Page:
58,000 gallons of oil impacting Bay Area wildlife
"This is a tragedy for the bay"
By Laura Dudnick
November 8, 2007
Do not approach animals saturated in oil, wildlife officials
are warning the public today. Not after 58,000 gallons of the
toxic fuel spilled into the San Francisco Bay Wednesday, soaking
more than a hundred creatures.
Twenty-one seabirds were receiving treatment early this afternoon,
said the University of California, Davis Wildlife Health Center,
which is leading several local agencies in the animal rescues.
Once the birds are plucked from the oily water or beaches, they
are taken to the San Francisco Bay Oiled Wildlife Care and Education
Center in Cordelia, where they are first warmed and nourished
before they are washed, according to UC Davis.
Although the number of animals threatened by this incident hasn't
been determined, for every bird found washed ashore, an estimated
10 to 100 birds died at sea, said Jonna Mazet, a veterinarian
at UC Davis.
"This is a tragedy for the bay," said David Lewis,
the executive director of Save the Bay.
"We're already seeing evidence of the damage. This is the
largest oil spill in more than a decade, and it's essential that
cleanup and response happen as quickly as possible."
Lewis added that habitats are threatened both on the shoreline
and in the water, and said those responsible for the spill should
have to compensate for the loss.
The spill occurred when the left side of a 900-foot container
ship crashed into a Bay Bridge tower at about 8:30 a.m. Wednesday
and damaged two bumper tanks, which subsequently began leaking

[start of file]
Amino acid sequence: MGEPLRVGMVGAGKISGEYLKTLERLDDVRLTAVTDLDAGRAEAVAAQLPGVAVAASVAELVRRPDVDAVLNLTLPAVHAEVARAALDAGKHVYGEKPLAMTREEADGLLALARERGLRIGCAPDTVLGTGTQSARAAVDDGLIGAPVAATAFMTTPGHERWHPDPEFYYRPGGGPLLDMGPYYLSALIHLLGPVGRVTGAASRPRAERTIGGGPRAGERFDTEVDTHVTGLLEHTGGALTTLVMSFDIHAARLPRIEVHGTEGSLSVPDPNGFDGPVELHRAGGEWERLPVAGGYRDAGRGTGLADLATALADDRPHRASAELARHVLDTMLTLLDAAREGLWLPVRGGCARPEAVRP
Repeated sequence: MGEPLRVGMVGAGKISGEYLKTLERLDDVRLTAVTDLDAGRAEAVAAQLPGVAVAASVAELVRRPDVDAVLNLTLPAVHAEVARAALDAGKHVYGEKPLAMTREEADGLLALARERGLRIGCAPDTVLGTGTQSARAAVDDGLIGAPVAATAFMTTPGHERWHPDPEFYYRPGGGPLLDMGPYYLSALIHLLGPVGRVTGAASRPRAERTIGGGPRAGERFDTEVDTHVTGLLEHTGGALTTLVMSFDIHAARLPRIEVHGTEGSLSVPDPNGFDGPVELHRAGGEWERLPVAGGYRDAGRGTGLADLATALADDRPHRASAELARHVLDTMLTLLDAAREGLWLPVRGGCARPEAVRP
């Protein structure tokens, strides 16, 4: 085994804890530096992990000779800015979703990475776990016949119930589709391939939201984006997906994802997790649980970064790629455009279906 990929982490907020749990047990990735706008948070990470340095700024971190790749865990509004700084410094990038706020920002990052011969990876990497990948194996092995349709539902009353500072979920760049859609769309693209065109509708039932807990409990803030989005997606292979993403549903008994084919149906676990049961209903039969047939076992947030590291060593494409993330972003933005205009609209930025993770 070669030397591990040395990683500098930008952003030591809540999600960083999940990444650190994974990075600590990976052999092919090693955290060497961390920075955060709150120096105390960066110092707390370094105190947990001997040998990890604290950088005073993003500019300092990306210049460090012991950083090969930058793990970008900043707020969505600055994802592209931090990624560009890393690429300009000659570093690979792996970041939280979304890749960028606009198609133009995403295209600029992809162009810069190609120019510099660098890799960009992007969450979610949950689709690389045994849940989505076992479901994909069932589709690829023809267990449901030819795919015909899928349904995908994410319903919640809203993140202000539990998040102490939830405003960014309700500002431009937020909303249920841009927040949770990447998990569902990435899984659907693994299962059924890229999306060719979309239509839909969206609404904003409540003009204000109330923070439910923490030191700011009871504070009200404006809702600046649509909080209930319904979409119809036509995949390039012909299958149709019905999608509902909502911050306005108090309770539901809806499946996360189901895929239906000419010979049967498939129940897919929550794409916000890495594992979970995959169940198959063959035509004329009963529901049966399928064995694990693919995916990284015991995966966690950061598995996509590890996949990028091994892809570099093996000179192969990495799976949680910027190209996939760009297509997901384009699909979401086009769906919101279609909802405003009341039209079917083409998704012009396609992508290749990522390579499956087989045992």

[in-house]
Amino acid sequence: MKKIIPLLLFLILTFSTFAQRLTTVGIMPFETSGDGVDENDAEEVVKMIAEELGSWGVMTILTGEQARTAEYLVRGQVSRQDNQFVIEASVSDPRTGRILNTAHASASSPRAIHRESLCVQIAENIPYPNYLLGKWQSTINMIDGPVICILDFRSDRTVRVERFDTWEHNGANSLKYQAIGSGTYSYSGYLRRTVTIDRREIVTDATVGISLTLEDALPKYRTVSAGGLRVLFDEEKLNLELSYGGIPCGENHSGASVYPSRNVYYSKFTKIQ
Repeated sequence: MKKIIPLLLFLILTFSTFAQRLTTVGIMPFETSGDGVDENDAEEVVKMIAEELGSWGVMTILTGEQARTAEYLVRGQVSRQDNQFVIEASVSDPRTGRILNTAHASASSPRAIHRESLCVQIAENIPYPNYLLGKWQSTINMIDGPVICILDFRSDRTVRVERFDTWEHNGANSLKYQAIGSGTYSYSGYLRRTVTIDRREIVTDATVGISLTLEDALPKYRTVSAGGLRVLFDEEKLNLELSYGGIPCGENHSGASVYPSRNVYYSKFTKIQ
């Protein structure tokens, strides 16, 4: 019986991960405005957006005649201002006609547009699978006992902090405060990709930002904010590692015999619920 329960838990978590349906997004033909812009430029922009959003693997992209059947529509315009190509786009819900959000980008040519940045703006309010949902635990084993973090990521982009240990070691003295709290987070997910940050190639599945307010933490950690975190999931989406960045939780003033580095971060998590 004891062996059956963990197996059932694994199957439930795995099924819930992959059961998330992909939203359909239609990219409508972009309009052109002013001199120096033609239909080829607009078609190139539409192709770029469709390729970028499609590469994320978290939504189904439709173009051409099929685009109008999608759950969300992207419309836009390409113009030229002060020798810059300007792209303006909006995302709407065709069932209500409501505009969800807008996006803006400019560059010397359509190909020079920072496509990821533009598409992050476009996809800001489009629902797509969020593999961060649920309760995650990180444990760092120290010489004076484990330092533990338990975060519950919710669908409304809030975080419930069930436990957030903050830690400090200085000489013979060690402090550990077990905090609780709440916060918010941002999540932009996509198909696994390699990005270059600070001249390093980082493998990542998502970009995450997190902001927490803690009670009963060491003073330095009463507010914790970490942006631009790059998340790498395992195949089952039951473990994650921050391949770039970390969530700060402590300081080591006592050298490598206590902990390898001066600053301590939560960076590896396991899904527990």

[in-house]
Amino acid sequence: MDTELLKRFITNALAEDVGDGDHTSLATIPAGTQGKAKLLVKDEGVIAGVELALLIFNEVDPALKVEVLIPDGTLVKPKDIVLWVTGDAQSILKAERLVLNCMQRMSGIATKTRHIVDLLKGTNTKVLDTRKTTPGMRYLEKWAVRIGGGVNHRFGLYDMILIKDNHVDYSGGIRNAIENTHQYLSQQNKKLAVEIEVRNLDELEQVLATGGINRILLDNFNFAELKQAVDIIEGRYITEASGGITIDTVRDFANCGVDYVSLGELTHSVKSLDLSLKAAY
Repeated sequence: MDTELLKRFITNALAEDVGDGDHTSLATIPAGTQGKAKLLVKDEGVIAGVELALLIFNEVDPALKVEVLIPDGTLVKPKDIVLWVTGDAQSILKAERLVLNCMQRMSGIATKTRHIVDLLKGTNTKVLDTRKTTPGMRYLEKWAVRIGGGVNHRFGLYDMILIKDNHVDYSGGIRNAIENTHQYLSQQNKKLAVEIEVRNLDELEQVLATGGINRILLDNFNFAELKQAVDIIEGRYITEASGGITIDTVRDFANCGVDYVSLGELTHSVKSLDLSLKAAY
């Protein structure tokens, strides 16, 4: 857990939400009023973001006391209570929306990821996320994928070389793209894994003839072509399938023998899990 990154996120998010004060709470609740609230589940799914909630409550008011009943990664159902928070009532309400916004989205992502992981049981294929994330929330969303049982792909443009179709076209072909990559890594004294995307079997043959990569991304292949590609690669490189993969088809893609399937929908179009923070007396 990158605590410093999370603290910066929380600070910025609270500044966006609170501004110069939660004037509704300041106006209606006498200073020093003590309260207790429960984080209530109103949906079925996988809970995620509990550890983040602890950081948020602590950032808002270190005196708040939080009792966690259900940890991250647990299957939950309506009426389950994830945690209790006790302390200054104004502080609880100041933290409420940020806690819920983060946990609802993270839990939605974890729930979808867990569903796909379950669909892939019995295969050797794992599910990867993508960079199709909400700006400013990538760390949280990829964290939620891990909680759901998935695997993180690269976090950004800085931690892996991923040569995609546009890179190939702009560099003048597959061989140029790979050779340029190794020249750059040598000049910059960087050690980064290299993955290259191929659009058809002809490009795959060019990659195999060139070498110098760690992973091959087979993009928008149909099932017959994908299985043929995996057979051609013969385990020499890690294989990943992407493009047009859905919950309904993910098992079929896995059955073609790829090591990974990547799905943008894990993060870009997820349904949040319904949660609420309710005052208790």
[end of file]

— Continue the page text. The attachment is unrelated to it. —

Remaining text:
oil into the bay, said U.S. Coast Guard Lt. Anya Hunter.
Officials aboard the ship at the time of the crash estimated
approximately 500 gallons had spilled, but further investigation
determined a much greater amount of oil was in the water.
Because the oil in the water poses "potential health concerns,"
officials closed more than 10 Bay Area beaches and cited numerous
areas contaminated from the spill, said Hunter.
Rodeo, Blacksand, Kirby Cove, Fort Point, Baker, China, Crissy,
Keller, Albany, Crown and East beaches are closed, and areas around
Alcatraz Island, Point Bonita, Point Isabel Regional Shoreline,
Ferry Point Pier, North Basin at Eastshore State Park, Middle
Harbor Shoreline Park and Brooks Island Regional Preserve have
been impacted by the oil.
A barrier of absorbent material, called boom, has been deployed
at Hoffman Marsh Channel at Point Isabel and Middle Harbor Shoreline
Park in Oakland in an effort to soak up the oil, according to
the East Bay Regional Park District.
In addition to the contaminated shorelines and waters, odor from
the spilled oil is pungent in some areas, although local air quality
is not affected by the spill, according to Mark Ross, chair of
the Bay Area Air Quality Management District.
"The smell will dissipate fairly quickly; it's a volatile
substance," Ross said. "We don't in any way think that
air quality will be affected, other than the unsavory odors you
will smell in proximity to the oil."
U.S. Coast Guard Capt. William Uberti said by draining the tanks
and checking the difference in amounts, officials established
how much oil had escaped and immediately began cleaning the spill.
Special boats that scoop up oil but avoid water, called skimming
vessels, are being used to recover the oil, according to Barry
McFarland, a spokesman for the O'Brien's Group, an organization
that renders aid for various emergencies such as large oil spills.
Five skimming vessels are in the bay. Three are recovering oil
in the waters west of the Golden Gate Bridge, McFarland said.
Shoreline cleanup assessment teams are inspecting land affected
by the oil to recommend appropriate cleanup techniques and necessities,
according to McFarland.
Officials have administered drug and alcohol tests on the ship's
pilot and navigation crew, Uberti said.
The cause of the crash remains under investigation, Hunter said
The public is asked to call (985) 781-0804 to make any claims
relating to the oil spill.
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